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Breakdown of the NSW Board of Studies Definition
Examples of Critical Analysis
Cloudstreet and Three "Readings"
Critical Analysis of On Giant's Shoulders
How to Apply Critical Literacy in Study Techniques
Conclusion - What Does This Mean for Teachers and Students?
Critical Literacy
Breakdown of the NSW Board of Studies Definition

This page provides the definition of "Critical Literacy" provided by the NSW Board of Studies and a breakdown of that definition

The BOS Syllabus Definition

(my bold text)

Critical literacy: The ability to question, challenge and evaluate the meanings and purposes of texts. It involves an understanding of the ways in which values and attitudes are communicated through language, including how subject matter, point of view and language embody assumptions about issues such as gender, ethnicity and class. A critical literacy approach to teaching English has students composing, responding to, analysing and evaluating written, spoken, visual and multimedia texts from various perspectives in order to learn how they operate as cultural products.

  1. The placement of Question, Challenge, then Evaluate indicates that the student needs to attack a text from a negative viewpoint (a questioner, a challenger) before they can even start to evaluate the meanings and purposes of texts.

  2. Meanings This is where a teacher can explore what meanings there are in texts, but again, from the position of a questioner and challenger.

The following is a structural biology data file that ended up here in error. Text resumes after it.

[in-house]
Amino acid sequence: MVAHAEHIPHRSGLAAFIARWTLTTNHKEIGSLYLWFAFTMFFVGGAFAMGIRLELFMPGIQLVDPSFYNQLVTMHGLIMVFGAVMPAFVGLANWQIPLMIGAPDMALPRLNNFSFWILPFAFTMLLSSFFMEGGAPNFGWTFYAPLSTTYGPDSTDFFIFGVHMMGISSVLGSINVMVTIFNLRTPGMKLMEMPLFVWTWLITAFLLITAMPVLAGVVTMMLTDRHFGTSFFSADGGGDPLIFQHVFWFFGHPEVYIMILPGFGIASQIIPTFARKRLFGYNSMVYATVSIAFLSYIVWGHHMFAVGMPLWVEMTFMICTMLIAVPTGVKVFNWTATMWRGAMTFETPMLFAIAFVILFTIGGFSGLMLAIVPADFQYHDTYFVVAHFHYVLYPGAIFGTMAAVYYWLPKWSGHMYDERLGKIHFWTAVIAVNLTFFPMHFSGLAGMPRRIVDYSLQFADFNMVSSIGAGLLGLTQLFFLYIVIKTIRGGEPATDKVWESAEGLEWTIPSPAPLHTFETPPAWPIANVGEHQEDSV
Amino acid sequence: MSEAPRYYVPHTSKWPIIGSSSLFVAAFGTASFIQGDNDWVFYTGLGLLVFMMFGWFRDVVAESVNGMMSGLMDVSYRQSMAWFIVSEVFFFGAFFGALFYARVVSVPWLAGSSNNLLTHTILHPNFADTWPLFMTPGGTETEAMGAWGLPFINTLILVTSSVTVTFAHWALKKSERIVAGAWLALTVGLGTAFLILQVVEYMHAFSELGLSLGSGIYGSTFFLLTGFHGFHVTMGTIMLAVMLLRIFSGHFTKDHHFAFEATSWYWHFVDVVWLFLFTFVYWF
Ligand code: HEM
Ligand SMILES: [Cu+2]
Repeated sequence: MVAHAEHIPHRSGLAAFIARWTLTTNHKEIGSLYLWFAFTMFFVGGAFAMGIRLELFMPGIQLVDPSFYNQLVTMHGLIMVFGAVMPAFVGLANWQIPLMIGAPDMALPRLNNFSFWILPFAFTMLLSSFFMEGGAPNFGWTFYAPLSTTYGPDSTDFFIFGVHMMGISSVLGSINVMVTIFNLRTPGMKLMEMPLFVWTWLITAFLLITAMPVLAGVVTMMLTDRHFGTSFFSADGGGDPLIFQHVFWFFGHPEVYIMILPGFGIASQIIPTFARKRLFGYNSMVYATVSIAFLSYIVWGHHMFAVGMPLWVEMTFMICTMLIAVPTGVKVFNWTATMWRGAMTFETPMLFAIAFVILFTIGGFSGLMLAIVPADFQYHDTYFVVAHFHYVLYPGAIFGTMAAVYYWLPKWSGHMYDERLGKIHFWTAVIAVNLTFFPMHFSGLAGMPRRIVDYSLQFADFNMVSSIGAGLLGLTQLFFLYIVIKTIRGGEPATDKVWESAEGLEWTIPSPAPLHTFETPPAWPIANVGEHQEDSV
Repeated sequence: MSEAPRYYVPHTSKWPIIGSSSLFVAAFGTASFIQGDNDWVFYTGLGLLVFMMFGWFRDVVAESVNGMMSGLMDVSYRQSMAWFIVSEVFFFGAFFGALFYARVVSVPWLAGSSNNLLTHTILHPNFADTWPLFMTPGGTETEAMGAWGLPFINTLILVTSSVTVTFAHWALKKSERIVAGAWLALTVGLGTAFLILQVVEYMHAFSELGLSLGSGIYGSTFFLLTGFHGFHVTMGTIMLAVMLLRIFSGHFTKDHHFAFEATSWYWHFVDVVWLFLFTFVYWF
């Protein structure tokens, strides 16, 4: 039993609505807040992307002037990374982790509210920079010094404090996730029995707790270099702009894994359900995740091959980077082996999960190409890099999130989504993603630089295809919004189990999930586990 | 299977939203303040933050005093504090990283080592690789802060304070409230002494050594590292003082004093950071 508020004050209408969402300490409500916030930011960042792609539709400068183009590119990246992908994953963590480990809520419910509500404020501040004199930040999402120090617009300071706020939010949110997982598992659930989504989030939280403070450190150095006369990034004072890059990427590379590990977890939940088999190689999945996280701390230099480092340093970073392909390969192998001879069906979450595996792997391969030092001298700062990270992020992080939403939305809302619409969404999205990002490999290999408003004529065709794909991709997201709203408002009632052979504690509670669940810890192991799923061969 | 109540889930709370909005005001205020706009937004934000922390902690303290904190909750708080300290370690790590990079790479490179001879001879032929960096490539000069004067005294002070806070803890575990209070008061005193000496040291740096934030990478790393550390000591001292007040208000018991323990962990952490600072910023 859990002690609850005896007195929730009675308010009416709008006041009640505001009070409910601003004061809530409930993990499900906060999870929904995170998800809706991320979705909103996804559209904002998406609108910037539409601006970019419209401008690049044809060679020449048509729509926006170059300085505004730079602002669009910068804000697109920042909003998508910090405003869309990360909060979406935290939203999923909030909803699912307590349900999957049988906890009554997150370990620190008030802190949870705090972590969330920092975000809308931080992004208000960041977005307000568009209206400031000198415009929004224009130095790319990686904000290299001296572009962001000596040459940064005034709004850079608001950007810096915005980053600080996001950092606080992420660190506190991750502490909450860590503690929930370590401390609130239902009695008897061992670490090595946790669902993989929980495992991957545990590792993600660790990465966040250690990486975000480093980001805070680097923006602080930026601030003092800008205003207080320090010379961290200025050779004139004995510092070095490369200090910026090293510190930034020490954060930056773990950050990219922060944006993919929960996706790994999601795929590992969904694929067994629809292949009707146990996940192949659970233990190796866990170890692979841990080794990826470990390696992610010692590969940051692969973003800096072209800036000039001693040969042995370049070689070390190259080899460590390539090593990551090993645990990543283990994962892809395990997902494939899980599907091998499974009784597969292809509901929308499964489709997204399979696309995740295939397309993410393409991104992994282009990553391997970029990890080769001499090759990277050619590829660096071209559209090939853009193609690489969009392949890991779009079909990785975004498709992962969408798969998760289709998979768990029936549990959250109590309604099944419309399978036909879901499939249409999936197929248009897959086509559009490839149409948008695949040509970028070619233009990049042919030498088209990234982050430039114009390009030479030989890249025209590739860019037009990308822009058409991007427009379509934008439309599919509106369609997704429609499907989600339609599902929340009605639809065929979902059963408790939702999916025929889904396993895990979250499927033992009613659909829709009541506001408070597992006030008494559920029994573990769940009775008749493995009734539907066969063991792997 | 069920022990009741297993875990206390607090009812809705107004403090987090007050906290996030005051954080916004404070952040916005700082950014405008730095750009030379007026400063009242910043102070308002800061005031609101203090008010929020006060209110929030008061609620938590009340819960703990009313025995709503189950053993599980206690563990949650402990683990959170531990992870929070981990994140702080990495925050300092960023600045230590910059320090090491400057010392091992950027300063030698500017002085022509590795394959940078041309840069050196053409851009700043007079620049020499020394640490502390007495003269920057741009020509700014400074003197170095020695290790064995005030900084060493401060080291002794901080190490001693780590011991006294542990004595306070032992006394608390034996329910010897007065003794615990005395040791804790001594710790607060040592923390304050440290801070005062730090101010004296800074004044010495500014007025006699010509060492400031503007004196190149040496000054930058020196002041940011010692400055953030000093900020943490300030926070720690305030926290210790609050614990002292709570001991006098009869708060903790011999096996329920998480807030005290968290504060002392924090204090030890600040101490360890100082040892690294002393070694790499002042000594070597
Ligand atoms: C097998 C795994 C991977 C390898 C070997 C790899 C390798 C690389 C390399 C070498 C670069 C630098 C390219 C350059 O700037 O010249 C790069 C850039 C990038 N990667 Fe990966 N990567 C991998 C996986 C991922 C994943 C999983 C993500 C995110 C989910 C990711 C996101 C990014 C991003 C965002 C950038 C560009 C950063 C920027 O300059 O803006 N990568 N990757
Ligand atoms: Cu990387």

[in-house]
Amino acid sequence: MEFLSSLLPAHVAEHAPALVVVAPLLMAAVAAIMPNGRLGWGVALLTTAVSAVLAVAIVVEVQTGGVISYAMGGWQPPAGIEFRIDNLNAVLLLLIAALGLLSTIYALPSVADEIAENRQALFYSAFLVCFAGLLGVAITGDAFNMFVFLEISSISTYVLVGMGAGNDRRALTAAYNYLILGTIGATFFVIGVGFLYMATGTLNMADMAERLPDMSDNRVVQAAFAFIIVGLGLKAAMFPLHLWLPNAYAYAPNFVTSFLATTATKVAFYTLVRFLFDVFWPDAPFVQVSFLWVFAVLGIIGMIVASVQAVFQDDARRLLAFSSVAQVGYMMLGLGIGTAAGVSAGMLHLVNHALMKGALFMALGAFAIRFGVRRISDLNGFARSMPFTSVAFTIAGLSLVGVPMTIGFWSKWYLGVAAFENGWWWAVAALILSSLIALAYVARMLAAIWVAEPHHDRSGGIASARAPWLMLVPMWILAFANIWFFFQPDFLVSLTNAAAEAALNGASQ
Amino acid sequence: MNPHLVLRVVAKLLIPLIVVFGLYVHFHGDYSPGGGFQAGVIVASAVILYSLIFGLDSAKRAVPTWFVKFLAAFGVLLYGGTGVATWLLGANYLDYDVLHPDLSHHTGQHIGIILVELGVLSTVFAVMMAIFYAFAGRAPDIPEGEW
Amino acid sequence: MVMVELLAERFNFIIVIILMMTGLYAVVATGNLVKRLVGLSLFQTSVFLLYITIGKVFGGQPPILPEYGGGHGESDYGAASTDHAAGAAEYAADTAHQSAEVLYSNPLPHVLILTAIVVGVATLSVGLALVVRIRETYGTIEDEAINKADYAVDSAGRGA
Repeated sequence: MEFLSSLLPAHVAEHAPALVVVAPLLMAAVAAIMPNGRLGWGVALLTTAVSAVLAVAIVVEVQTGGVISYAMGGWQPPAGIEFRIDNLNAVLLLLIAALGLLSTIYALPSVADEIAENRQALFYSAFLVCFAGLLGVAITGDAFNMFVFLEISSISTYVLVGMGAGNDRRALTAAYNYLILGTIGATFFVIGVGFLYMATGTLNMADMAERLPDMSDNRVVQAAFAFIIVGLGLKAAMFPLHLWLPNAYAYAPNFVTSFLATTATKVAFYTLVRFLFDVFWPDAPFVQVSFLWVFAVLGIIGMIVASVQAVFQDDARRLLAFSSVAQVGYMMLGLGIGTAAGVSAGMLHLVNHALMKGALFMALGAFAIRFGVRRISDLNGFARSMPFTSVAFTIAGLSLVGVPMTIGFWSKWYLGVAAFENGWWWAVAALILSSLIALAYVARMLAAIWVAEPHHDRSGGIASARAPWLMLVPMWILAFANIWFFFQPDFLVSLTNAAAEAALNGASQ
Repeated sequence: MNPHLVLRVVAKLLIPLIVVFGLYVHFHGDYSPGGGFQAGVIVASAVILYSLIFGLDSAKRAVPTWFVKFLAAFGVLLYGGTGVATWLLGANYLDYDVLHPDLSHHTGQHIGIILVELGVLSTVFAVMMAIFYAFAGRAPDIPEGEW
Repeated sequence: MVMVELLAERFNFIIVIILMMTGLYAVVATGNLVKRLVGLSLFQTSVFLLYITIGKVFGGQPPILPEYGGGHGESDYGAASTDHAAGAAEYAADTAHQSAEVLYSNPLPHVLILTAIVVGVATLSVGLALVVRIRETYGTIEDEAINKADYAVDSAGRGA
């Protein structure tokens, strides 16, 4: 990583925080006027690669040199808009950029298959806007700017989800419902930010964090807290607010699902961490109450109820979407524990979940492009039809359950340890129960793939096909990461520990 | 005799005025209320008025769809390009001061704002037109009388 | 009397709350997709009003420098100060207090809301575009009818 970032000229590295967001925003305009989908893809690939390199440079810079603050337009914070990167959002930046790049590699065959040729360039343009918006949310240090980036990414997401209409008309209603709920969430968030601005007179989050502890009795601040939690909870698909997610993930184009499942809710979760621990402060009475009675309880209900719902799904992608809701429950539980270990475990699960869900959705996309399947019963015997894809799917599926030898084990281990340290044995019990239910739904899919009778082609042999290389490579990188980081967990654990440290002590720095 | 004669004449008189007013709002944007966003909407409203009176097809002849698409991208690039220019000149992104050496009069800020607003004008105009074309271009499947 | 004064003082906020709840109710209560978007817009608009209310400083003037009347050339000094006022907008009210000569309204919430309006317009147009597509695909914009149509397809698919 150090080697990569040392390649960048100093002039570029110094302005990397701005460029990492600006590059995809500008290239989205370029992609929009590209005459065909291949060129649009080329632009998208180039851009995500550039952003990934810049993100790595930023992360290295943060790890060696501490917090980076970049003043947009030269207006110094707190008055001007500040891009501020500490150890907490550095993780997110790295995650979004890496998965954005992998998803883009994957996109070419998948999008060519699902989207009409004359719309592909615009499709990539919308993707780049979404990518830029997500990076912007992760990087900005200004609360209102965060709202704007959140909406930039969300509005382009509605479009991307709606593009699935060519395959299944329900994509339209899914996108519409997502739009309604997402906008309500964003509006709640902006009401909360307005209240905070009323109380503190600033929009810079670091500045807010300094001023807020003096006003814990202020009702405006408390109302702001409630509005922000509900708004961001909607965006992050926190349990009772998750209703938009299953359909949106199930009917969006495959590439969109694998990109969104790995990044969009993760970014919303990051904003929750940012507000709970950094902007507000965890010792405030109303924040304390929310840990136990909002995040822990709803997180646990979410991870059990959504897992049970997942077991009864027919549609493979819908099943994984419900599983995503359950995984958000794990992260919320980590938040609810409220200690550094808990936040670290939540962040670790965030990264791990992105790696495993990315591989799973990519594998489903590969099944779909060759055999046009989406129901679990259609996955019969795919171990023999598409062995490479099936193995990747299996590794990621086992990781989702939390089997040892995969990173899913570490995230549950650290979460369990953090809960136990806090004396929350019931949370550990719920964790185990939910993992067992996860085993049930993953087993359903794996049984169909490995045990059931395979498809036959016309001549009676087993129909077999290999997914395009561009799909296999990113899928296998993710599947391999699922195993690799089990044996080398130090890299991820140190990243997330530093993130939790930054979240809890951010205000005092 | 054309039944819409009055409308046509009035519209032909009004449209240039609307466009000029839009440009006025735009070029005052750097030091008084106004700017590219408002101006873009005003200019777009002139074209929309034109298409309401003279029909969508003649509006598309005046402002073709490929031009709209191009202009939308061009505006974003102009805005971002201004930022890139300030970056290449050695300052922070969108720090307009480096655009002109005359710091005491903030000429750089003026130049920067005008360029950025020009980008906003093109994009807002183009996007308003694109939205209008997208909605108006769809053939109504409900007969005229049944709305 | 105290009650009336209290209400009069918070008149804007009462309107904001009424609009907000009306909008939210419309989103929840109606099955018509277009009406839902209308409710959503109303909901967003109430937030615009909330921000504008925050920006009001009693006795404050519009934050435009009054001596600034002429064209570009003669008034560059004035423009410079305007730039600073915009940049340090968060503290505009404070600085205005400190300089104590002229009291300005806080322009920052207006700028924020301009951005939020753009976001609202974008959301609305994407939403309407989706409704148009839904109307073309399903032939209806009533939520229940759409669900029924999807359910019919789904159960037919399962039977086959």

3. Purposes This encourages teachers and students to question whether a text has relevance, to its own time and to today.

  4. Values and Attitudes and Assumptions This is again where the student must challenge the text, examining the values and attitudes through the prism of assumptions. The word assumption tells us that the author (composer!) has made assumptions that he/she "takes for granted" and that are "embedded" in the text(BOS definitions). It is thus our job to be detectives and expose these cultural assumptions. (eg. "Aha! This writer is a feminist post modernist with structuralist leanings", or "Ah Harper Lee assumes that her readers have some idea about the American Civil War").

  5. Language - This is telling us the crucial role language has in delivering us the messages, values and assumptions. This is why language must be broken up in a microcosmic way - deconstructed in order to demonstrate just how a composer embeds their assumptions and create their messages.
  6. Studying Texts from Various Perspectives Cultural Products This tells us that texts are cultural products ie. a product from a "particular people or group" (BOS definition of culture) and that we need to see them in this light. This is in direct contrast with the "canon" approach to literature study, which encouraged students to see the universal messages and themes in texts. This means that Shakespeare turns from being a messenger through the ages about such issues as death and lifes purpose, but into an Elizabethan play hawker trying to please his audiences. In this same light, Harper Lee is no longer a timeless communicator on prejudice and racism and more the composer of a text that helped to inspire the African American Rights movement of the 1950s and 1960s.

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